Expired tags.  Indeed, there were nearly 230,000 charges in 2014 for willfully displaying an expired registration plate on a vehicle. Violation of this provision is a Class 3 misdemeanor.  G.S. 20-111(2).  This is by far the most common type of registration violation and is the second most commonly charged criminal offense in the state (right behind speeding).
But there are several other ways in which people run afoul of the vehicle registration statutes.
Revoked registration. G.S. 20-111(2) also makes it a Class 3 misdemeanor to display or possess a registration card, certificate of title, or registration plate that has been canceled, revoked or suspended.  Such suspensions can result from failure to pay tolls due to the NC Turnpike Authority and failure to pay a fine imposed under G.S. 20-217 for passing a stopped school bus, among other misdeeds. More than 36,000 defendants were charged with this variety of registration offense in 2014.
Fictitious or altered registration. Possessing or displaying a registration card, certificate of title, or registration plate that you know has been altered or that you know is fictitious also is a Class 3 misdemeanor. There were more than 26,000 charges for this offense last year.
No registration. Driving a vehicle on a highway that is not registered or allowing someone else to so drive a vehicle you own also is a Class 3 misdemeanor. G.S. 20-111(1). More than 20,000 defendants were charged with this offense in 2014.  It likewise is unlawful to fail to display a current registration plate when driving a vehicle on a highway or to allow someone else to so drive a vehicle you own. Charges for this offense are far less common than those previously mentioned. There were 3,166 such charges in 2014.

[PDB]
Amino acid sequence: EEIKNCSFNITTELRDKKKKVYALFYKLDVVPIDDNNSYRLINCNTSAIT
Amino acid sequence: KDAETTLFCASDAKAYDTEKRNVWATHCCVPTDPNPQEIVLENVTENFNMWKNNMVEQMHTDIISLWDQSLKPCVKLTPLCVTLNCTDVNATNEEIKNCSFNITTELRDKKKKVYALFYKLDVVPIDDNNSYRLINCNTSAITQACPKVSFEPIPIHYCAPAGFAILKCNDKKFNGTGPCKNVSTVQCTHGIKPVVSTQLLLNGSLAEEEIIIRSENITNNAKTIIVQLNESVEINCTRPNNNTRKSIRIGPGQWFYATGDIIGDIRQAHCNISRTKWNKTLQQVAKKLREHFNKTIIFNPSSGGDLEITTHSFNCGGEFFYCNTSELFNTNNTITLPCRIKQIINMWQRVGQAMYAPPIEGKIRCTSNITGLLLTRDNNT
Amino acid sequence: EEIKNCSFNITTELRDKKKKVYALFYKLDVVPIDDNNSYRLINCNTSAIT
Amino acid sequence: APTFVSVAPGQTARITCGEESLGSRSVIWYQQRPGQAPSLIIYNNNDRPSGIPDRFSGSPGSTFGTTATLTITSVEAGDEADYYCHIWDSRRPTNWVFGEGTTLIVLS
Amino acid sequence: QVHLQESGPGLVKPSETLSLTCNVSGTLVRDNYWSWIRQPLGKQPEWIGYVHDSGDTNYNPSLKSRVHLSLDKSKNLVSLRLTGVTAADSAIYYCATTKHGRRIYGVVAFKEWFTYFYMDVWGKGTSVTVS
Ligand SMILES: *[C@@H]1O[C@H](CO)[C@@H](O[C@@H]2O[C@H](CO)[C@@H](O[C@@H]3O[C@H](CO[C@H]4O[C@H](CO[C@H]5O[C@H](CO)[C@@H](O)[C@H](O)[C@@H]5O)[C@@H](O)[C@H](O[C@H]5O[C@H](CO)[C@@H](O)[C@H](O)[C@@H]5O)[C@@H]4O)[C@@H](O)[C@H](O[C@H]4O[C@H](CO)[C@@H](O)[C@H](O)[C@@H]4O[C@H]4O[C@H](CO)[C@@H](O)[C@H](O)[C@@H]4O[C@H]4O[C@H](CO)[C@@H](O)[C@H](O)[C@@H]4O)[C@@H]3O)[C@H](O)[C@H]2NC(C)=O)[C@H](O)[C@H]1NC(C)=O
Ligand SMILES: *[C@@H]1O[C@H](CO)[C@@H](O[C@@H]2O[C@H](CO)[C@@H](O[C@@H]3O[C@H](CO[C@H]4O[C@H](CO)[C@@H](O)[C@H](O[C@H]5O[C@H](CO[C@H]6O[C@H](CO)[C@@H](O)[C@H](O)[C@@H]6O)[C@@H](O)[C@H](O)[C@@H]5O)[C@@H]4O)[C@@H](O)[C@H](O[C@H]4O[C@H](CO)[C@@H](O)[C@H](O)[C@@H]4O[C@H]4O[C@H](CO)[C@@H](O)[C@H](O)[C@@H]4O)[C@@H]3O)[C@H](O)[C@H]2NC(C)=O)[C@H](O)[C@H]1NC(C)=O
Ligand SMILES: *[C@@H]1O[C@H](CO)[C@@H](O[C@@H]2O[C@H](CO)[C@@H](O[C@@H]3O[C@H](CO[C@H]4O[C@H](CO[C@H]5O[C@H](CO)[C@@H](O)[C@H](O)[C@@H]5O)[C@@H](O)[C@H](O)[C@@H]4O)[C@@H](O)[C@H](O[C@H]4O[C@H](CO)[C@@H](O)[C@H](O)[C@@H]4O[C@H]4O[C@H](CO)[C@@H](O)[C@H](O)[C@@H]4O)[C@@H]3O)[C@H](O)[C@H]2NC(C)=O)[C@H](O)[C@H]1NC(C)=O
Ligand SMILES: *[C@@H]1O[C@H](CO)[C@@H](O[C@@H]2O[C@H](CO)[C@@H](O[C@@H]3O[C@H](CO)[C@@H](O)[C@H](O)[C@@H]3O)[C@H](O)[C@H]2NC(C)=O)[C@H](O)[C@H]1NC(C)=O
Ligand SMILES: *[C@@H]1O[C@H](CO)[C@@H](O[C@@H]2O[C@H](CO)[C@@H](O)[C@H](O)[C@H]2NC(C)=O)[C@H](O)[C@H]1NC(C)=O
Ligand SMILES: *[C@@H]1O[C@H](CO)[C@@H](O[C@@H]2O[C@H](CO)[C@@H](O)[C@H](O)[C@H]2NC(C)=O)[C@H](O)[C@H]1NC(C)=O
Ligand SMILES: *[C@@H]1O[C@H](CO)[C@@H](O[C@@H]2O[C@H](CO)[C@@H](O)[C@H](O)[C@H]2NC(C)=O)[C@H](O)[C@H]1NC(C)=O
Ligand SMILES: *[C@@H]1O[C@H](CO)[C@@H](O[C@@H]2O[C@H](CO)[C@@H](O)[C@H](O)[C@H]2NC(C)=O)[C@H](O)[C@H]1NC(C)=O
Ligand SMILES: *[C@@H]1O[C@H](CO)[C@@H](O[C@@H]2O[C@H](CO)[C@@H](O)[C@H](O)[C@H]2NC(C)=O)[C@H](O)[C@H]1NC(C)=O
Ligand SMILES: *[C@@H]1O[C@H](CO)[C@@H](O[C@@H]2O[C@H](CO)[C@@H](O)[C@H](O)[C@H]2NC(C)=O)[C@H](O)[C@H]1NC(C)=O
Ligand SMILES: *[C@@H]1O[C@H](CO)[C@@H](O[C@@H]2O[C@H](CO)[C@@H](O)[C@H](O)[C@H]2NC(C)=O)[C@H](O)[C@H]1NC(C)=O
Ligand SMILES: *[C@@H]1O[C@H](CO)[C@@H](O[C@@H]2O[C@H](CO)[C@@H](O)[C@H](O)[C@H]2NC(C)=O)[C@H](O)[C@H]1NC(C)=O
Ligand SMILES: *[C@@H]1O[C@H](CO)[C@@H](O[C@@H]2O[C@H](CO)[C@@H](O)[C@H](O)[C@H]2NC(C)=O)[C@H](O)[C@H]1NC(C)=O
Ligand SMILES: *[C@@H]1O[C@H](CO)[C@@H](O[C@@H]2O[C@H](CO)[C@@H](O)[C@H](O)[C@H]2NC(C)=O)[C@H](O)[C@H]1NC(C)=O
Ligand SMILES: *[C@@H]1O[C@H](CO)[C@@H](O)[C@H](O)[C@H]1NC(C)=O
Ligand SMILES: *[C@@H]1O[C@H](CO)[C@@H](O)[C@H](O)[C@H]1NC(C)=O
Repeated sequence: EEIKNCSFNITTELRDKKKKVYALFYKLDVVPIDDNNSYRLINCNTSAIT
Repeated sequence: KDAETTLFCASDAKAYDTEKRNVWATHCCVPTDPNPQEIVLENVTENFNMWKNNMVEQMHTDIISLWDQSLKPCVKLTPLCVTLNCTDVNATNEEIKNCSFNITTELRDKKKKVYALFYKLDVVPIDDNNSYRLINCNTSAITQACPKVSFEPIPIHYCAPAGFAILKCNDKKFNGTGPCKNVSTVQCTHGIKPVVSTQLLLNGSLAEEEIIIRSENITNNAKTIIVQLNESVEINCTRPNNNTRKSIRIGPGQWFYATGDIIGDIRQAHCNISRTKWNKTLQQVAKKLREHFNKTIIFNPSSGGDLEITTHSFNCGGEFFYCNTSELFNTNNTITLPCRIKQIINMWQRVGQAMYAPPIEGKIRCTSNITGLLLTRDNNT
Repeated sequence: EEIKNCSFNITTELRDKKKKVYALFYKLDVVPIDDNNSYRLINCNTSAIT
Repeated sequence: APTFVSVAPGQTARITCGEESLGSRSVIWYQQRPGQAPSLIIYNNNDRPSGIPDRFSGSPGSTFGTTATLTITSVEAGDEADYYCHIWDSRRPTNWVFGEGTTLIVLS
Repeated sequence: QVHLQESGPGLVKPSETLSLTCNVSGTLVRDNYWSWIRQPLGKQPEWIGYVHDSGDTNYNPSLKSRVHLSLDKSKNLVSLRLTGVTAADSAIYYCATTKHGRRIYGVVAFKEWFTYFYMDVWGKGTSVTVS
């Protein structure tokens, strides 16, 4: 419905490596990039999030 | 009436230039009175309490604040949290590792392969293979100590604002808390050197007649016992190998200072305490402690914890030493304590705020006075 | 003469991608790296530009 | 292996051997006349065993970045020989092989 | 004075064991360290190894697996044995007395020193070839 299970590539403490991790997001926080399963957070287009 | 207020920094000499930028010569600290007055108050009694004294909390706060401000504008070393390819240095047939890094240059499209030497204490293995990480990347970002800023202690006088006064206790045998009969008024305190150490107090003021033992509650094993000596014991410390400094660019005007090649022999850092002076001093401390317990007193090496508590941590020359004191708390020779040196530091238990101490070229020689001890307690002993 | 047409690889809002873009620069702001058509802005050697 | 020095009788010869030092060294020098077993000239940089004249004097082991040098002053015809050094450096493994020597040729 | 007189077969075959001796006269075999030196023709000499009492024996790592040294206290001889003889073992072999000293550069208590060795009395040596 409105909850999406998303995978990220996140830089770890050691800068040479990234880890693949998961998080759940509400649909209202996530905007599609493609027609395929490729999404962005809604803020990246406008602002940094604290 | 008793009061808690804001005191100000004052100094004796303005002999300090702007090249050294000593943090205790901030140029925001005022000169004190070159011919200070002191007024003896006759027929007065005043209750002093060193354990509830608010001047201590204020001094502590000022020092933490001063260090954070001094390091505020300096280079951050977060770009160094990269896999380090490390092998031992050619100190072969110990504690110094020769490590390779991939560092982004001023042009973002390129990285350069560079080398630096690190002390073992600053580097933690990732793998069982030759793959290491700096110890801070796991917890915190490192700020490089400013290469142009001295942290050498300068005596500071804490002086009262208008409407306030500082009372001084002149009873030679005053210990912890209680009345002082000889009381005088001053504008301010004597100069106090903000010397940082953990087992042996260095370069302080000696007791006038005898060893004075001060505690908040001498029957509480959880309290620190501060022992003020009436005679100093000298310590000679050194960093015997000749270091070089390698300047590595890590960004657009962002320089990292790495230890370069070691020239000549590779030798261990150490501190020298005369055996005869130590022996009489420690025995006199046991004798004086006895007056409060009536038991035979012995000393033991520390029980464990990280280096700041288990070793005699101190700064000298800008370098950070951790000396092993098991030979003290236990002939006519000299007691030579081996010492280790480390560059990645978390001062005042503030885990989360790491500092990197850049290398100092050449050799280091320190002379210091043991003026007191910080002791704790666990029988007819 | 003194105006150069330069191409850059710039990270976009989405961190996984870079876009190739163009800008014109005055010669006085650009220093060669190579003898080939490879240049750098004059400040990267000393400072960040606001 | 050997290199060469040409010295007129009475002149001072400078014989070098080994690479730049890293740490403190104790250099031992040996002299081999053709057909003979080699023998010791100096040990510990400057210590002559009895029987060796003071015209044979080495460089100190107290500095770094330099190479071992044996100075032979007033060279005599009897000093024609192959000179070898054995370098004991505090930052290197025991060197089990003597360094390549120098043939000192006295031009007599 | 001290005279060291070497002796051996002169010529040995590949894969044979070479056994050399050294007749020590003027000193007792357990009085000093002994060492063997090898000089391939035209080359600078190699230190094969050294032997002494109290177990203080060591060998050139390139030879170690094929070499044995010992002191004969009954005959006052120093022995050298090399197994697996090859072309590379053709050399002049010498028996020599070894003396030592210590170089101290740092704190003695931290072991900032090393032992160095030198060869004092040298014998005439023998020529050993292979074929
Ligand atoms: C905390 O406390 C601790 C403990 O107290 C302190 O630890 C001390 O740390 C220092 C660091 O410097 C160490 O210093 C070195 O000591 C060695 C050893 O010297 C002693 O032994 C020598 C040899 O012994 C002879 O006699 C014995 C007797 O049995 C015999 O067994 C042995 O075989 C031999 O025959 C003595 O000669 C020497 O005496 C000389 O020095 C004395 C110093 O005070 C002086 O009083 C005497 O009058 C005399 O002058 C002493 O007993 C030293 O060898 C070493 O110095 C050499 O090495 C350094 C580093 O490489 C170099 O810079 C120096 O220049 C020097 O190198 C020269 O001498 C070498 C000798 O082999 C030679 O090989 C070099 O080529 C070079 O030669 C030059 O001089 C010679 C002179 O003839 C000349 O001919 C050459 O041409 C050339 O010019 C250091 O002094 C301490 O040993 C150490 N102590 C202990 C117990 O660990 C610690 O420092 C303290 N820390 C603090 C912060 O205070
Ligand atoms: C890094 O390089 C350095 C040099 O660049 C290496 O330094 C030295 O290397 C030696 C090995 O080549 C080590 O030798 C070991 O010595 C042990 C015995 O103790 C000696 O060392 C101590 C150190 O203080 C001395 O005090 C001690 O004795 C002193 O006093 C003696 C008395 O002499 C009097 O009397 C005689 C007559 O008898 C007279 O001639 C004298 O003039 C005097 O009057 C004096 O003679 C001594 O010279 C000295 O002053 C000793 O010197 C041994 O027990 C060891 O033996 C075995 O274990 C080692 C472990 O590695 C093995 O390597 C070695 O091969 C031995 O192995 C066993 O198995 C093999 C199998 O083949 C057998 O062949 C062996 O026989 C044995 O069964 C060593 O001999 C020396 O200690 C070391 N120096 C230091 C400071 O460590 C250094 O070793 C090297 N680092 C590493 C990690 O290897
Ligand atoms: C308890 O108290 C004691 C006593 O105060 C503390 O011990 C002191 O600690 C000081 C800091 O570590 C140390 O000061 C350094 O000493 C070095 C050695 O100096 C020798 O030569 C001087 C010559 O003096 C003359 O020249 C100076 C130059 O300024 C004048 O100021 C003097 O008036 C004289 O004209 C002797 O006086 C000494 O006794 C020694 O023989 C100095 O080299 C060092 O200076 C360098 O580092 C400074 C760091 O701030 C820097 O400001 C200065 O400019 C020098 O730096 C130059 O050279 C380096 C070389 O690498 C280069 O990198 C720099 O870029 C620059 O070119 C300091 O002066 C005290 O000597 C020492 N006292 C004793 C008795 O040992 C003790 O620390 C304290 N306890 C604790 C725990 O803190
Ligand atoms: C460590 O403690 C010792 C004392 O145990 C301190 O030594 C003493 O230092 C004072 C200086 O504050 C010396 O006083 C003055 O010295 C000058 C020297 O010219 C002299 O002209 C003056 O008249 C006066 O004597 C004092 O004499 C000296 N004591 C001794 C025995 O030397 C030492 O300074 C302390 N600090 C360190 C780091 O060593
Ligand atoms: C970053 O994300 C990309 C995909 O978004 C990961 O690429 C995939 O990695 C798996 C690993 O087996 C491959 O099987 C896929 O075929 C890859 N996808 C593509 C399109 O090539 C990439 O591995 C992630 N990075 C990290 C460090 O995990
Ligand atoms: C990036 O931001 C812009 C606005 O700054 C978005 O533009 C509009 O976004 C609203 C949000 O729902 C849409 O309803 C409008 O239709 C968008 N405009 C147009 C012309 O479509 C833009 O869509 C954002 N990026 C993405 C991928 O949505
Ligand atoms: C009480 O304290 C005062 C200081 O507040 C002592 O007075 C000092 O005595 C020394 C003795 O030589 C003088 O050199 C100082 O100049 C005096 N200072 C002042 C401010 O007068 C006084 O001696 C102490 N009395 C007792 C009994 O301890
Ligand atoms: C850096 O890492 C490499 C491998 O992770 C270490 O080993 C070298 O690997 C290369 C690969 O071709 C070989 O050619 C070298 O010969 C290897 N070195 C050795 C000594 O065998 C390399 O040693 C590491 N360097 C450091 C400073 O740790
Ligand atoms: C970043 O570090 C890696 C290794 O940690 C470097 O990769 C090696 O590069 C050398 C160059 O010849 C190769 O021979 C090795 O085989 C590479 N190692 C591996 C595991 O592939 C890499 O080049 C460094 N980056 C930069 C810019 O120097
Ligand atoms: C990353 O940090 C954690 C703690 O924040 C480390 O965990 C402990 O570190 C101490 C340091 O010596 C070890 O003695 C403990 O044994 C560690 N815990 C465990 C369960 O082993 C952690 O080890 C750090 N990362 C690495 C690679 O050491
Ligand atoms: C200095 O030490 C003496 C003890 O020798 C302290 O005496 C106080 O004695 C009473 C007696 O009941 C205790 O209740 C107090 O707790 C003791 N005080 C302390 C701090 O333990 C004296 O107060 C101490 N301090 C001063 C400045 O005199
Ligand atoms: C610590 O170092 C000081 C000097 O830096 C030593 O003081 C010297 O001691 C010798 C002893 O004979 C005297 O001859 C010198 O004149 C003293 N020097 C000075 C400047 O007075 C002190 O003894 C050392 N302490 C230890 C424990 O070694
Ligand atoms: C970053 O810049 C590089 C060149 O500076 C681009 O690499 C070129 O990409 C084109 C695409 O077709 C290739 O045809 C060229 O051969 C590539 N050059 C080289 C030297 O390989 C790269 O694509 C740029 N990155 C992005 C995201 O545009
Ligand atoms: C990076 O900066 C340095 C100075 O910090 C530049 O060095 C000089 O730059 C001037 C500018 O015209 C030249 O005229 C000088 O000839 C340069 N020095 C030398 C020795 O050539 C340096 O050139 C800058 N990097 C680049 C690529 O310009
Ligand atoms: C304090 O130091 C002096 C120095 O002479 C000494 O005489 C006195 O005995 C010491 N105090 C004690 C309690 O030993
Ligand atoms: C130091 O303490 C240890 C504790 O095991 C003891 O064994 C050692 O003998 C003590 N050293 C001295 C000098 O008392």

Lending a plate. It is unlawful to give, lend or borrow a license plate for use on a vehicle other than that for which it was issued. G.S. 20-111(3). Both the giver and the recipient are guilty of a Class 3 misdemeanor. When a license plate is found being so improperly used, it must be canceled. There were nearly 4,000 charges for this offense last year.
Keep it clean.  G.S. 20-63(g) generally prohibits the alteration, disguise or concealment of numbers on a registration plate. A person who does any of the following commits a Class 2 misdemeanor:
  • Willfully mutilates, bends, or twists a registration plate
  • Causes a registration plate to be covered or partially covered by a bumper, light, spare tire, tire rack, strap, or other device
  • Paints, enamels, embosses, stamps, prints, perforates, or alters a registration plate or its figures or letters
  • Deposits oil, grease, or another substance on the plate for the purpose of making dust stick to it
  • Defaces, disfigures, changes, or attempts to change a letter or figure on a registration plate
  • Displays a registration plate in other than a horizontal upright position

In 2014, there were 647 charges for having a registration plate improperly attached, and 394 charges for other misdemeanor violations of G.S. 20-63(g).
License plate frames and covers. G.S. 20-63(g) also regulates license plate frames and covers.  A motor vehicle operator who does any of the following commits an infraction:
  • Intentionally covers any number or registration renewal sticker on a registration plate with material that makes the number or registration renewal sticker illegible
  • Covers a registration plate with any frame or transparent, clear, or color-tinted cover that makes a number or letter in the vehicle’s registration, the State name on the plate, or a number or month on the registration renewal sticker illegible
  • Willfully covers or causes to be covered any part of a registration plate by a device designed to prevent or interfere with the taking of clear photograph of the registration plate by a traffic control or toll collection system
Nearly 1,000 defendants were charged with infractions under G.S. 20-63(g) in 2014.
Failure to sign registration card. The next time you get in your car, open your glove box, and pull out your registration. Is it signed? If it isn’t, you’re in violation of G.S. 20-57(c), which requires that the owner of a vehicle sign the registration card with pen and ink. Registration cards must be carried in the vehicle to which they refer at all times and must be displayed upon an officer’s demand. Violation of these provisions is an infraction. Nearly 1,500 defendants were cited last year for failure to sign their registration cards, and more than twice that many for failure to carry them.